The influencers section is all about finding and contacting people deemed to be important on social media. It has a huge skew towards Twitter which is a shame because for a lot of niches other networks would be more useful.
There are three sections within it.
Whilst using the other parts of the influencers section you can save people into categories so you can outreach to them. I don’t outreach, circle back, or touch base so this is of little use to me.
What I have been doing is following anyone that seems interesting on Twitter, then if I want to chat to them I will contact them whatever way they specify on their website.
It seems odd to me that this is the first section you see, as it will be blank until you populate it.
Twitter influencers lets you search for topics and see who is influential on twitter.
I’ve found this pretty hit and miss to be honest, a lot of the folk being returned are people with certain keywords in their profile but not a lot to say on a subject.
I do like that you can filter to ignore accounts that only post and never reply or share other content and you can do other filtering to exclude companies or only include bloggers, for example.
With the audience builder you can search for topics/domains and see who shares content from them. The idea being you could use this to build audiences to import into Twitter when making a new ad campaign.
This seems like it would be useful but it is only available on the Agency Plan, you get to preview it when in trial but I have no intention of going in at the agency level should I become a paying member.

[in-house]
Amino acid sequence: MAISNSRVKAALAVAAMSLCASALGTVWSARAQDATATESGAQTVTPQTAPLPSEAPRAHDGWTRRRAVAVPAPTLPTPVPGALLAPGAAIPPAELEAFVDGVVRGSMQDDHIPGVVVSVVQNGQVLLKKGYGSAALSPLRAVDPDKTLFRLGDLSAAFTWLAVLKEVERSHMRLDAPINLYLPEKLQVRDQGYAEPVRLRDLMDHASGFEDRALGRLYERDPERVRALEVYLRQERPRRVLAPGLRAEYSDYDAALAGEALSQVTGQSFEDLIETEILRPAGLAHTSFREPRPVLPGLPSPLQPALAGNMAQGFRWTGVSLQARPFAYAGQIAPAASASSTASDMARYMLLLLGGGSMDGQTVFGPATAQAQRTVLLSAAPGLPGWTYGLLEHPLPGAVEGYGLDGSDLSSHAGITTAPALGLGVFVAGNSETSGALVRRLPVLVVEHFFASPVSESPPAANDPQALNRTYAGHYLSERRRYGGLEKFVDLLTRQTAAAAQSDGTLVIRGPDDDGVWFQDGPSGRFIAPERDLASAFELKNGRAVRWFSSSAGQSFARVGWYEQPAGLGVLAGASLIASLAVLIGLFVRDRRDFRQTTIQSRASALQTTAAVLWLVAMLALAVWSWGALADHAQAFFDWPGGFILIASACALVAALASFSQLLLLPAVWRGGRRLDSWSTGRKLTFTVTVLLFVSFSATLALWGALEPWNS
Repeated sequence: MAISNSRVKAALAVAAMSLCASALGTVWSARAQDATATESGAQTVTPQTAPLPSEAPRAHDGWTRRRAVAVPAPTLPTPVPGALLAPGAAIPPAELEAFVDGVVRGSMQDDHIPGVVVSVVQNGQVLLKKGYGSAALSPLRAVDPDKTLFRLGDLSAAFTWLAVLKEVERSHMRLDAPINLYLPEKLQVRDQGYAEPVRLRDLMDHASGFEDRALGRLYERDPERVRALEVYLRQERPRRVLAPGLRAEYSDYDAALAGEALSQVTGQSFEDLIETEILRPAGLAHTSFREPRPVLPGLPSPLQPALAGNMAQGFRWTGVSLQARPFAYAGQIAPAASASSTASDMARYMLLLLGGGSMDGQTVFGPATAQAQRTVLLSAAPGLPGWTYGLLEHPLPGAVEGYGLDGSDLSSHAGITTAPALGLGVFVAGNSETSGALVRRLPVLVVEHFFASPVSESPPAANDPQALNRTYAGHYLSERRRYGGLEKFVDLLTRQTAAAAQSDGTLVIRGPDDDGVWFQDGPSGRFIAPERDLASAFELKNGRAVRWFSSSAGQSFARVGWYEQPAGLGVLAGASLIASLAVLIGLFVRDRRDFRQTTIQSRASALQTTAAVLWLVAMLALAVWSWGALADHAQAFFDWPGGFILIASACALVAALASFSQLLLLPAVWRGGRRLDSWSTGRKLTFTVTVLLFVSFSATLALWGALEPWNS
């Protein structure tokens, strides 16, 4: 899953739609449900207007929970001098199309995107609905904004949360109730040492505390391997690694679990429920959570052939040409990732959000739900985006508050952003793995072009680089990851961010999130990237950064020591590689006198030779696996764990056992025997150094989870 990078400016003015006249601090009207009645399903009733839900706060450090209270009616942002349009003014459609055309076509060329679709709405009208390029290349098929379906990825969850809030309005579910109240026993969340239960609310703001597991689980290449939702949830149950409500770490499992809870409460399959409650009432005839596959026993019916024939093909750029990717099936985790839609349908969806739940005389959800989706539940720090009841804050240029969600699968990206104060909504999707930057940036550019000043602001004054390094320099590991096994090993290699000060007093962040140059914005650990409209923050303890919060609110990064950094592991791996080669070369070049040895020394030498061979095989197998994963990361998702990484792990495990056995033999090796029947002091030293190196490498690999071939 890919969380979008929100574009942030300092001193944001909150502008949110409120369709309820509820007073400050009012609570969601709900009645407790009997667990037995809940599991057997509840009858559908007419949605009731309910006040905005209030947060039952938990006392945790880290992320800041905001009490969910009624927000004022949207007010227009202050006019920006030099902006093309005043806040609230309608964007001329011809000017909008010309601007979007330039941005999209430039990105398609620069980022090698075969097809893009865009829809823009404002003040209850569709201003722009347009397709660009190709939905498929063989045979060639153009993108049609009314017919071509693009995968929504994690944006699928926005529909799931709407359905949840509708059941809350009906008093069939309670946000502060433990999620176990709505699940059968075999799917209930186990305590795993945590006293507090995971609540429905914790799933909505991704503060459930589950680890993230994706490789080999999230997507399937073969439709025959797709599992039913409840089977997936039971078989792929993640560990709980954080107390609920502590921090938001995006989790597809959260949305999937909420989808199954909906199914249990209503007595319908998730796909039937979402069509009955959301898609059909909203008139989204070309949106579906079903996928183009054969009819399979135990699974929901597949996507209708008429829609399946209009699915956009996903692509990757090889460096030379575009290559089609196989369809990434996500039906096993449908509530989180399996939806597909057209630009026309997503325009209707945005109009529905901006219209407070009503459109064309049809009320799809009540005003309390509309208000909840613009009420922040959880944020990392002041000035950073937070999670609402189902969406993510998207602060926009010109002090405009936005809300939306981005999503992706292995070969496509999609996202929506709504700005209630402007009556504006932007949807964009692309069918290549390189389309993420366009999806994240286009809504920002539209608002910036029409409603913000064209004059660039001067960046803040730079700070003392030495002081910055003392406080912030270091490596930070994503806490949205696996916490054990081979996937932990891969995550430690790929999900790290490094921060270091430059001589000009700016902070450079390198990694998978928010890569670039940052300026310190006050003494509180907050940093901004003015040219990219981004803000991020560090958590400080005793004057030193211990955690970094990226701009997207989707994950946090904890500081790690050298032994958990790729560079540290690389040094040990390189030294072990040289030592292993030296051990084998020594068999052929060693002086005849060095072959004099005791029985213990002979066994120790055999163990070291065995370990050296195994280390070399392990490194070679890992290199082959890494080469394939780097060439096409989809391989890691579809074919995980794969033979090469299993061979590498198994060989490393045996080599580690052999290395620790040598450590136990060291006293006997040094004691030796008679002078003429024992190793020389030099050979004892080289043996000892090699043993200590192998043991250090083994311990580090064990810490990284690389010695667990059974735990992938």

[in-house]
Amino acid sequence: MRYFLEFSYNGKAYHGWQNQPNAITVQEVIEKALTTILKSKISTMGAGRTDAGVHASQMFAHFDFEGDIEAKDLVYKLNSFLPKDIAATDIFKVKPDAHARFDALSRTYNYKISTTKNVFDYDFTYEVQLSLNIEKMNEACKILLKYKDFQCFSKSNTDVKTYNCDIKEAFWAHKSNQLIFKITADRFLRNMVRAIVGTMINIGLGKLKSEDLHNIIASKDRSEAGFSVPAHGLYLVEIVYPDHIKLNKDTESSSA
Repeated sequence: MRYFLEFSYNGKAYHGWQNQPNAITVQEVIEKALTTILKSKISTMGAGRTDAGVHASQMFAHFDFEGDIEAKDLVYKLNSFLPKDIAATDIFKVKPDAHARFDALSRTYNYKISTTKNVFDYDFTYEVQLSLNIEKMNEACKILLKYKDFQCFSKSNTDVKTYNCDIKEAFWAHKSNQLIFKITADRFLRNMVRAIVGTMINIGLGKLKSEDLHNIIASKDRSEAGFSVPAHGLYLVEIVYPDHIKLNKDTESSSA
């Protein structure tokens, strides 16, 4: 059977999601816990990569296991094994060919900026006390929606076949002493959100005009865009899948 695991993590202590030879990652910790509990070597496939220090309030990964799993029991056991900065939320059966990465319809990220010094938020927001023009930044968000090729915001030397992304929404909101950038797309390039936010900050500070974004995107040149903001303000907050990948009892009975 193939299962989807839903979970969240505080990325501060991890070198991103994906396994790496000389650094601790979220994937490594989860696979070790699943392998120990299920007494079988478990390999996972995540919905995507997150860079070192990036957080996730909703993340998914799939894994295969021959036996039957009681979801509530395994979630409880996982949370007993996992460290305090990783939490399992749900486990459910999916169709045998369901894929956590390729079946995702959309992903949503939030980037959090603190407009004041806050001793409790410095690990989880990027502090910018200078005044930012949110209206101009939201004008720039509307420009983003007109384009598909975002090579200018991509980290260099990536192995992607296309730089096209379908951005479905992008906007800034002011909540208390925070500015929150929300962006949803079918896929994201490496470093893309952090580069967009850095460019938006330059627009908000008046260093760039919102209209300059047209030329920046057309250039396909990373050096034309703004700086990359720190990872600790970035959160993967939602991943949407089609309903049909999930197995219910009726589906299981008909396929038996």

With monitoring you can set up various types of alerts. I am a big fan of email digests and things that mean I don’t need to remember to log into your service once a week in order to get value.
There are six alerts; Brand Mentions, Competitor Mentions, Content from a Website, Keyword Mentions, Backlinks, and if an Author posts something.
I have just set up brand mentions and backlinks for now.
BuzzSumo have an API, which would be handy if you wanted to chain together reports from various tools. I have no immediate use for it.
You can invite other folk to your team - since I work for myself I wouldn’t have a use for this, but good to see that even on the smallest plan there is some amount of collaboration available.
The majority of reports are downloadable, which is great. I can’t attest to the quality because you need to be a paid up user to access downloads, I am still on the free trial as I write this.
I still have about a week left on the trial and I am going to keep playing, right now I am leaning towards paying for access because it seems like a useful tool to have in my belt for the majority of the projects I am involved in.
It costs about $948 a year for the smallest plan and I feel like the time I would save and the value I would gain more than makes up for the cost.
If you’re reading this post because you are considering BuzzSumo I’d certainly recommend giving the trial a go, even though you can’t export at the very least you’ll gain some interesting insight. Its interface is intuitive and you will be up and running in no time.